Education and Socialization Reducing Maternal and Infant Mortality Rates in Papua

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PAPUADAILY –Asiki Clinic, as a health facility owned by Tunas Sawa Erma (TSE) Group, continues to strive to reduce maternal and infant mortality rates in the Asiki area, Boven Digoel, Papua.

This social responsibility is implemented by providing health services and treatment from professional medical personnel and supported by modern medical equipment.

Asiki Clinic Manager, dr Firman Jayawijaya, explained that several programs have been implemented to reduce the number of deaths of pregnant women and newborns in the Asiki area.

“One of them is carrying out a massive promotional campaign to villages regarding Asiki health services that are capable of handling childbirth,” said Firman in his statement, Saturday (3/7/2021).

In addition, explained Dr. Firman, the Asiki clinic also provides delivery packages containing the main needs for both mother and child. This prize is expected to be able to “stimulate” the desire of prospective mothers who still feel reluctant to give birth in a health facility.

“According to the belief that develops in the Asiki community, the birth process must be carried out in bivouacs or tents and without being accompanied by health workers. They are only accompanied by their families, husbands who do not have the knowledge and experience in accompanying the birth process,” she said.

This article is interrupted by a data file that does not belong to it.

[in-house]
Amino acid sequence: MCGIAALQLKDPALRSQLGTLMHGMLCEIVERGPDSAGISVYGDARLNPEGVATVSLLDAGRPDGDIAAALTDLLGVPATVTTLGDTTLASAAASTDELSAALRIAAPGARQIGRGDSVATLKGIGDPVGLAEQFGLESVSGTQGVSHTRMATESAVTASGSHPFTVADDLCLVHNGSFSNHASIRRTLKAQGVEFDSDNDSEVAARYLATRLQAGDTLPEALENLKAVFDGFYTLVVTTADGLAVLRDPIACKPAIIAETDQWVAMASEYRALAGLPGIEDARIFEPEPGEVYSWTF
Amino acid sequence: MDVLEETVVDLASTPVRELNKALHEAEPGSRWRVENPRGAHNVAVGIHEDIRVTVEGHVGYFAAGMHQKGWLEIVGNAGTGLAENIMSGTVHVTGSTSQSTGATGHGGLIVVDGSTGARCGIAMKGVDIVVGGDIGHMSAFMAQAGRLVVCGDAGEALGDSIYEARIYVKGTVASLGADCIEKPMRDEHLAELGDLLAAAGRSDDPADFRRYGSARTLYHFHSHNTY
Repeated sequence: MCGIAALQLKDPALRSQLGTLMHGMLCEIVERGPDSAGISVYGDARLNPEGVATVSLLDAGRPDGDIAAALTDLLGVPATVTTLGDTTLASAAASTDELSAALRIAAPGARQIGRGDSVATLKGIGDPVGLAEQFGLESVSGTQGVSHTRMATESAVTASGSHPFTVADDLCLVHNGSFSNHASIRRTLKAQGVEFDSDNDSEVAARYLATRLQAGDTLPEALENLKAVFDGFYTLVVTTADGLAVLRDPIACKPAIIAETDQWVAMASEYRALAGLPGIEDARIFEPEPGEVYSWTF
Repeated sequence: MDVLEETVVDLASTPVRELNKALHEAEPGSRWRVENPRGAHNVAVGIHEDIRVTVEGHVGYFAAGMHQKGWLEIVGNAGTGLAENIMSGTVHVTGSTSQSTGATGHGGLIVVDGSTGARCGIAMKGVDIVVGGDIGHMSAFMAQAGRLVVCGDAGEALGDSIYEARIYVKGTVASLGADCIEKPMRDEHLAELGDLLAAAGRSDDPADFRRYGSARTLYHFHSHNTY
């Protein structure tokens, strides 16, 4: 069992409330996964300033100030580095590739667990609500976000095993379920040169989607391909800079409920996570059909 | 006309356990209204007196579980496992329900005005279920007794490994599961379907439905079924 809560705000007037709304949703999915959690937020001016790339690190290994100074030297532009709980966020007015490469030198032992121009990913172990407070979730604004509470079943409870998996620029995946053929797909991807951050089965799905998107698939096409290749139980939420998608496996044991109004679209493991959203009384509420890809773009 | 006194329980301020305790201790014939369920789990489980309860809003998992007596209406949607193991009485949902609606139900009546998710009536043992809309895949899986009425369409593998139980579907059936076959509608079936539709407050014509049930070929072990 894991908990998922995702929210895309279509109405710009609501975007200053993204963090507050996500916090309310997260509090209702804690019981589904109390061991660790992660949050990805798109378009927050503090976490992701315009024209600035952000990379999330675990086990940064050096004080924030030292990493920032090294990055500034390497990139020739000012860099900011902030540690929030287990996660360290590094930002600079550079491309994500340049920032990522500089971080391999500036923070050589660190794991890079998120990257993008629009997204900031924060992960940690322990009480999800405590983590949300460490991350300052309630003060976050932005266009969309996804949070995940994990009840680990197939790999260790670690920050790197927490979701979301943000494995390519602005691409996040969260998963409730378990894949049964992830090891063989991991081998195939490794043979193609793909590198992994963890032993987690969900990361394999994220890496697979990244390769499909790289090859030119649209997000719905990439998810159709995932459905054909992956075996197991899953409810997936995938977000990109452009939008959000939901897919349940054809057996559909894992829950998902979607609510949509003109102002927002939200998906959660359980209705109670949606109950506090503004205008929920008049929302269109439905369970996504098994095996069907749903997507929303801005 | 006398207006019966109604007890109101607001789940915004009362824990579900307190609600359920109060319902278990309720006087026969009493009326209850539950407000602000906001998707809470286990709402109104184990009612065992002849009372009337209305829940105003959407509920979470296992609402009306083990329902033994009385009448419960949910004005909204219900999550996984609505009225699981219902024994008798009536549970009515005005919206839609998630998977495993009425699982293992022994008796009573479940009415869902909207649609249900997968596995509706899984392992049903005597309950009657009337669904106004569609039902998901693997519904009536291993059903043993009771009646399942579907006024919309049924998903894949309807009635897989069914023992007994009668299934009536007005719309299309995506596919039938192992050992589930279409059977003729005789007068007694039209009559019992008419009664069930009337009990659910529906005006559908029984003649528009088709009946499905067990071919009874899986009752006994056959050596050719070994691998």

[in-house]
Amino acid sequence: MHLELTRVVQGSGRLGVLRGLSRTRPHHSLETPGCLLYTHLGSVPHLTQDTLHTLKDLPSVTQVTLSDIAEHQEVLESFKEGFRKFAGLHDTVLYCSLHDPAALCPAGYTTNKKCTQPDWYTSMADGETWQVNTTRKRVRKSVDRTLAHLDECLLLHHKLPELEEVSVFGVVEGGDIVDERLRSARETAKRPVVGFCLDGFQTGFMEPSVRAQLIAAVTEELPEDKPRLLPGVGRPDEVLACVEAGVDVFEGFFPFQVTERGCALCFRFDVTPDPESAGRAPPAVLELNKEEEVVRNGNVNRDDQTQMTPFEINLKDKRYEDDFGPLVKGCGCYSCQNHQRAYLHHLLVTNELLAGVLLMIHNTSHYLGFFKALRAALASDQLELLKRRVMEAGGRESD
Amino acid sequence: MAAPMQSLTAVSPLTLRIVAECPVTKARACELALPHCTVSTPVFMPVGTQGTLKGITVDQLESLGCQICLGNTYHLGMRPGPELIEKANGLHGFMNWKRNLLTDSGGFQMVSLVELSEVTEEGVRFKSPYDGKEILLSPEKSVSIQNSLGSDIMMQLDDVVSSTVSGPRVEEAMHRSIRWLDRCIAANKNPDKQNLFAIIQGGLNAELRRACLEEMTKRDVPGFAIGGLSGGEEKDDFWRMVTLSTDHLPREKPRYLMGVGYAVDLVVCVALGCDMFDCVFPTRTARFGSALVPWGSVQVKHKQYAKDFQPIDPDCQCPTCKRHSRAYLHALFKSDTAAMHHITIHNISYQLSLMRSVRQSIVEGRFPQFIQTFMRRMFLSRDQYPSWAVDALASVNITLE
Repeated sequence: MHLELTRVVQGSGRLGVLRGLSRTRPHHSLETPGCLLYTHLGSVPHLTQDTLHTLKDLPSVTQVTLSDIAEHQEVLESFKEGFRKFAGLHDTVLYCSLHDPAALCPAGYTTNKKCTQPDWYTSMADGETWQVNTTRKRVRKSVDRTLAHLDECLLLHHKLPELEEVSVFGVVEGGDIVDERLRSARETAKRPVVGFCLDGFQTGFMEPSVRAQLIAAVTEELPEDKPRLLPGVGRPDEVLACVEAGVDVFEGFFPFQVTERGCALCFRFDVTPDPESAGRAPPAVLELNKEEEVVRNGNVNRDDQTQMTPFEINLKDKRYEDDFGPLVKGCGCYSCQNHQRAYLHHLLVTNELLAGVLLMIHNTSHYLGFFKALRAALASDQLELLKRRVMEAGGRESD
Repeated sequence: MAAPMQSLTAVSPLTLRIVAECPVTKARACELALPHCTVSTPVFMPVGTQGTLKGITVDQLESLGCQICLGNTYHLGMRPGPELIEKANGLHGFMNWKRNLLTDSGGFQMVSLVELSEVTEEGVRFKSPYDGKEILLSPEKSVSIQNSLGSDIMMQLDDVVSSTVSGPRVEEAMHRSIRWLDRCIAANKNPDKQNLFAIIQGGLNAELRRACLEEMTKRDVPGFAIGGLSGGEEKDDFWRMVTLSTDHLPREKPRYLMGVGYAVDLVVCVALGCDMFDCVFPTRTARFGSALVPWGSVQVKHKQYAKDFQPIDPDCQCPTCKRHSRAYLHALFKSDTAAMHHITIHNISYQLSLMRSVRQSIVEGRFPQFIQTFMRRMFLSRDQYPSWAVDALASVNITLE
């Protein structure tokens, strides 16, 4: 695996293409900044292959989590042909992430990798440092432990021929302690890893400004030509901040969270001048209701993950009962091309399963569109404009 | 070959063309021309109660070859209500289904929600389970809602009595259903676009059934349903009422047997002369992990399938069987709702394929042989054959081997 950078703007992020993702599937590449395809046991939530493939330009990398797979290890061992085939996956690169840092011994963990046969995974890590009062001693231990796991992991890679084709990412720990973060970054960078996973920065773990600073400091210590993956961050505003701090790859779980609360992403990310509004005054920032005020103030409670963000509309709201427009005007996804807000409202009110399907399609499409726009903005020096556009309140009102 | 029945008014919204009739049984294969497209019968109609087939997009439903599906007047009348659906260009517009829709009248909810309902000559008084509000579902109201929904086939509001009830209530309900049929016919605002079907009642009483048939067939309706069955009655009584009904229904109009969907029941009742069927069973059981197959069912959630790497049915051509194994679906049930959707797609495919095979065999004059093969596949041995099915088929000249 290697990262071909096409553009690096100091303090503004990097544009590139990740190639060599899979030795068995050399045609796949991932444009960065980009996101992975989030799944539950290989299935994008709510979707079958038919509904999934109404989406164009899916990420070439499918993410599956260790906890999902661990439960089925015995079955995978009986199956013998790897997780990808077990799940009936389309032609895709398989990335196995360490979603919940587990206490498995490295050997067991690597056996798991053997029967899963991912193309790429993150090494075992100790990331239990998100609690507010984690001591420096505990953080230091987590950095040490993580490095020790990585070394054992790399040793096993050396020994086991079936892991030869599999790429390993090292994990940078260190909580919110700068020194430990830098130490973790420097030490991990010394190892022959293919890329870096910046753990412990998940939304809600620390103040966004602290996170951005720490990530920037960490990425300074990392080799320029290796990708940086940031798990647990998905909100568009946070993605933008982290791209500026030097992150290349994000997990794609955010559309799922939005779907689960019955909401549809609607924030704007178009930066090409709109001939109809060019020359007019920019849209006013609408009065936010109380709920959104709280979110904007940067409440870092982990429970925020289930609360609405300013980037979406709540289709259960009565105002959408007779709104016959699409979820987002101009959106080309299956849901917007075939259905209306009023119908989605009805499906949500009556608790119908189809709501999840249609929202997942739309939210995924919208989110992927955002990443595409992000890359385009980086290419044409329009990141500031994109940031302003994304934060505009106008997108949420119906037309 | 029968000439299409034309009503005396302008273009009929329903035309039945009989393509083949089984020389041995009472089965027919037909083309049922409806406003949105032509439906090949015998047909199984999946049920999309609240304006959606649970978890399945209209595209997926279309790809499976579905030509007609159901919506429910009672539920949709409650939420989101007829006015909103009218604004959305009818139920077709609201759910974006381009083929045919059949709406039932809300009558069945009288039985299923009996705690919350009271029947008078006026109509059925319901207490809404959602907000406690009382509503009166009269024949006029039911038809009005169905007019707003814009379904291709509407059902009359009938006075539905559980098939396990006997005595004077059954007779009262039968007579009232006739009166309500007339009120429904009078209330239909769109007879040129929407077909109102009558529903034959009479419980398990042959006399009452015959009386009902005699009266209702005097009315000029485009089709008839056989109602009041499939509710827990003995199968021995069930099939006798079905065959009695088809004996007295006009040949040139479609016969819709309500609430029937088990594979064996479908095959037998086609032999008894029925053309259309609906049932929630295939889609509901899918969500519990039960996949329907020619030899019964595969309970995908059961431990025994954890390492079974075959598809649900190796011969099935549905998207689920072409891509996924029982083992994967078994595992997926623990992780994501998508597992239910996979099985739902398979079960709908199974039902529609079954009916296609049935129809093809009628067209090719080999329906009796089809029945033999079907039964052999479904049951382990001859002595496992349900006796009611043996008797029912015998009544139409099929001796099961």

According to dr. Firman, some of them were able to go through the birth process in a healthy and good way. “However, not a few newborns and mothers who experience infection, heavy bleeding to hypothermia have to get further treatment from the clinic,” he added.

The habit that has been passed down from generation to generation in the indigenous Papuan people around the company’s area is slowly trying to change Asiki Clinic. Since 2017, the Asiki Clinic has routinely provided socialization and education to expectant mothers regarding safe delivery processes to holding pregnancy exercises.

“Thankfully, they are now more enthusiastic about giving birth at the clinic even though they have to travel from far away villages,” said dr Firman.

Since the intensive promotion campaign, the number of maternal and child deaths has decreased slowly. Based on records, the mortality rate for newborns reached four people in 2015. Three babies died in 2016. The number of newborn deaths decreased to two people in 2017 and 2018.

“The latest data, since 2019 until now, there have been no newborn deaths at the Asiki Clinic,” concluded dr Firman.